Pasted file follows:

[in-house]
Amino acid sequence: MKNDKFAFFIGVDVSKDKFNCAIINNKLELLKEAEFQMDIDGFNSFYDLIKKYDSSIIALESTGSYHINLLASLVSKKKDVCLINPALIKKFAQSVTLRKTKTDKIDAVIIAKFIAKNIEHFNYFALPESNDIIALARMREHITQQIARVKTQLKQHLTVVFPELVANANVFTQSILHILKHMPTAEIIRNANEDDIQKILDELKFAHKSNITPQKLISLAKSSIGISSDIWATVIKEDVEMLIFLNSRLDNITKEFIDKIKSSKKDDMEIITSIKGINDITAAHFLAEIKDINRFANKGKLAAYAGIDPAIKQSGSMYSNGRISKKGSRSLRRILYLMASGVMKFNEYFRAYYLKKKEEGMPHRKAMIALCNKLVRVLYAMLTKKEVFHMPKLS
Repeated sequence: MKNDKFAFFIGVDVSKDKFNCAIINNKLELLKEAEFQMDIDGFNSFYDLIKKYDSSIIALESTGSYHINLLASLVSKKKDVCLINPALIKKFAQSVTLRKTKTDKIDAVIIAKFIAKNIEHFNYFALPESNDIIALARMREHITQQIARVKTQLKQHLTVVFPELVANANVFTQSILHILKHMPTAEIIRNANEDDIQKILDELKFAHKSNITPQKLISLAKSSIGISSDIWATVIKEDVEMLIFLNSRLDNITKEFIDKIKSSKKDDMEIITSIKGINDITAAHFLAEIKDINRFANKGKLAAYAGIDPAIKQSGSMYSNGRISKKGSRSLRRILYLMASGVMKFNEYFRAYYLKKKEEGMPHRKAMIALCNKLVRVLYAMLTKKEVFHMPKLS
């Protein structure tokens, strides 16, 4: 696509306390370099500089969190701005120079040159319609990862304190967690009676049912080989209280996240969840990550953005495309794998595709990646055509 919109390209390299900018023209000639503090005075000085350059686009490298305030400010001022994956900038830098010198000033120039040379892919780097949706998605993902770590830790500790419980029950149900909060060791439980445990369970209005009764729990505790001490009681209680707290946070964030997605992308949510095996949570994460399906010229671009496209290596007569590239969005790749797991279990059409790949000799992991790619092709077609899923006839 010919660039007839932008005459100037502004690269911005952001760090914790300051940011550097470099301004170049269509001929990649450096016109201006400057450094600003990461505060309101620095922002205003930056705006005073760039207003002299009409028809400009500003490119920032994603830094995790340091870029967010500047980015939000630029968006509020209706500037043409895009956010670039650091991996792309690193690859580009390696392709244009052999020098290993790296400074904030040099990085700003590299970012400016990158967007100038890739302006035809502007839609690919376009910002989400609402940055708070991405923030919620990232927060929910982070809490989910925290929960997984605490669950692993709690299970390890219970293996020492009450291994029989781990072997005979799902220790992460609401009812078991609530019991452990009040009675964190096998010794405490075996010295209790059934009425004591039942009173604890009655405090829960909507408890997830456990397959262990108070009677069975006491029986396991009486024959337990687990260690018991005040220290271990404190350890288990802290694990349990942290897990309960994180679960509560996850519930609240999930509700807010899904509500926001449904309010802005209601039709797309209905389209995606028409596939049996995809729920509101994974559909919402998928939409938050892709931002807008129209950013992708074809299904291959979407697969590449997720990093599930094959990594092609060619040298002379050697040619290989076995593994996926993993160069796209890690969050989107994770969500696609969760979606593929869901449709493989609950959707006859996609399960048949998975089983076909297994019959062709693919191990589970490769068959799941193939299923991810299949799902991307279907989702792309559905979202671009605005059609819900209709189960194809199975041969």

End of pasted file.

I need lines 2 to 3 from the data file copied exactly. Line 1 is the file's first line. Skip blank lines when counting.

Amino acid sequence: MKNDKFAFFIGVDVSKDKFNCAIINNKLELLKEAEFQMDIDGFNSFYDLIKKYDSSIIALESTGSYHINLLASLVSKKKDVCLINPALIKKFAQSVTLRKTKTDKIDAVIIAKFIAKNIEHFNYFALPESNDIIALARMREHITQQIARVKTQLKQHLTVVFPELVANANVFTQSILHILKHMPTAEIIRNANEDDIQKILDELKFAHKSNITPQKLISLAKSSIGISSDIWATVIKEDVEMLIFLNSRLDNITKEFIDKIKSSKKDDMEIITSIKGINDITAAHFLAEIKDINRFANKGKLAAYAGIDPAIKQSGSMYSNGRISKKGSRSLRRILYLMASGVMKFNEYFRAYYLKKKEEGMPHRKAMIALCNKLVRVLYAMLTKKEVFHMPKLS
Repeated sequence: MKNDKFAFFIGVDVSKDKFNCAIINNKLELLKEAEFQMDIDGFNSFYDLIKKYDSSIIALESTGSYHINLLASLVSKKKDVCLINPALIKKFAQSVTLRKTKTDKIDAVIIAKFIAKNIEHFNYFALPESNDIIALARMREHITQQIARVKTQLKQHLTVVFPELVANANVFTQSILHILKHMPTAEIIRNANEDDIQKILDELKFAHKSNITPQKLISLAKSSIGISSDIWATVIKEDVEMLIFLNSRLDNITKEFIDKIKSSKKDDMEIITSIKGINDITAAHFLAEIKDINRFANKGKLAAYAGIDPAIKQSGSMYSNGRISKKGSRSLRRILYLMASGVMKFNEYFRAYYLKKKEEGMPHRKAMIALCNKLVRVLYAMLTKKEVFHMPKLS